THIS coming Easter will be the first in which the God-fearing in England will be unable to make their Easter Communion since the disastrous reign of King John.

John was infamous for his military failures, arbitrary taxation, losing the Kingdom’s treasury in the Wash, being forced by the Barons to sign Magna Carta; and, of course, mixing it with the Sheriff of Nottingham against Robin Hood.

He also fell out with Pope Innocent III over the appointment of Stephen Langton as Archbishop of Canterbury, resulting in England being placed under an interdict from 1208 to 1213: The only church services permitted were baptisms, although the dying could have their confessions heard -but were not allowed funerals and burial in consecrated ground.

Conversely, in our own ‘interdict’ services of baptism are not permitted but funerals are.

Let’s hope that ours lasts one hell of a lot shorter than King John’s.

Of course, even for some of the faithful, churchgoing is partly habit, but break the habit….

I’ve been conducting meetings online using something called ‘Zoom’. All the participants are presented on screen in thumbnail-sized squares, when they have the floor however, their thumbnail balloons out to occupy most of the screen, but it doesn’t always work like that, sometimes at random a participant will fill the screen unawares.

Actually, I used to find telephone conferencing more productive – there are fewer distractions.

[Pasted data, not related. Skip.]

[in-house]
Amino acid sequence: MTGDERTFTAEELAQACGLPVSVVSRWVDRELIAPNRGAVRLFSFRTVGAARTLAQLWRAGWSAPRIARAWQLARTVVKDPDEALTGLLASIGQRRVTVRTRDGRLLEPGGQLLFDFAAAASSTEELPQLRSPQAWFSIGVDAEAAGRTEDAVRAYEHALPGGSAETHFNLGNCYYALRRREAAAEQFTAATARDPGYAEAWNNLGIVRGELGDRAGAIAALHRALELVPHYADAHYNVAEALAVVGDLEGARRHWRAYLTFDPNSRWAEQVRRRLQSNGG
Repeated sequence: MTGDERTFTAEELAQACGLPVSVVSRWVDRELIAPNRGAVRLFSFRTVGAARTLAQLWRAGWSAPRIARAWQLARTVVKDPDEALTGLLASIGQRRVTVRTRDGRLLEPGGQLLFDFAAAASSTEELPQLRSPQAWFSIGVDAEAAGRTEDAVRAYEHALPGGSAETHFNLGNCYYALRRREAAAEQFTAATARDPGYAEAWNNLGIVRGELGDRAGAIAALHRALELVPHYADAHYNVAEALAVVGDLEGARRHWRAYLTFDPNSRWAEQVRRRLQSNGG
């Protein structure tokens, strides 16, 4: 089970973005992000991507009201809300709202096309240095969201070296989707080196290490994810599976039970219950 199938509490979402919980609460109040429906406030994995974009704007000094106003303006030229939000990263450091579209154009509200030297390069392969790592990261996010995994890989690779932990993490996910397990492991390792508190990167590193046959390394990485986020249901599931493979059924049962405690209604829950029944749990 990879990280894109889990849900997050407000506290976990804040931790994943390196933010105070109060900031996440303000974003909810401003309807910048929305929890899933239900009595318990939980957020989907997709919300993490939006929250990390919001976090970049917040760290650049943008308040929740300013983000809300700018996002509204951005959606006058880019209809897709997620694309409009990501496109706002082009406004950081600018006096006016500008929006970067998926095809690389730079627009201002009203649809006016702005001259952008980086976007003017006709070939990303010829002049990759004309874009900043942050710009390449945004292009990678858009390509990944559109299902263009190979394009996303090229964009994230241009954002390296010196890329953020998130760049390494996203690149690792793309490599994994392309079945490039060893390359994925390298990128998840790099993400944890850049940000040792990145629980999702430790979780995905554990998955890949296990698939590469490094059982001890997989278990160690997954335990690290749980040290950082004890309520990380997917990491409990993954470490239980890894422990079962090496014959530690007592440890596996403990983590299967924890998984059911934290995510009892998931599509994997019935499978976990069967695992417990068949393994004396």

With a screen you can’t help wondering about the different backgrounds: have they arranged the books on the shelf behind them to impress?

Is their home always really that tidy?

Are they still really in their pyjamas?

Last week one participant had laid his iPad flat on the table and was looming over it, whilst continuing with his breakfast cereal. In a random moment he filled the screen and we all saw a massive spoon coming straight towards us.

When we were all clapping furiously for our NHS on Thursday at eight o’clock (and I hope you heard the din we were making in Burley) we were clapping for all healthcare professionals, and others.

But for years constituents have been writing to me demanding that any independent and commercial provision be excluded from any involvement in our National Health Service. I’ve never understood this attitude. Do they realise that the part of the NHS with which the majority of us are most familiar is almost exclusively provided by private contractors -and they are doing a magnificent job, just like the rest of the NHS.

The original plan for setting up the NHS was to nationalise the general practitioners and leave the hospitals in the hands of private and charitable undertakings. In the event however, they did it the other way around, with all the family doctors, not as employees of the NHS, but contracting their services to it. Most people have never noticed the distinction, and I’m certain that nobody was excluding them from their admiration when we were clapping.

I hope that the Horlicks over testing will be a corrective to those ideologues who want to exclude independent providers from the NHS. At the outset, the authorities decided to centralise all testing within the NHS where they would have exclusive control, notwithstanding the ability and willingness of independent commercial laboratories and universities to assist.

The testing regime has not covered itself in glory, and it's time to let the independents contribute.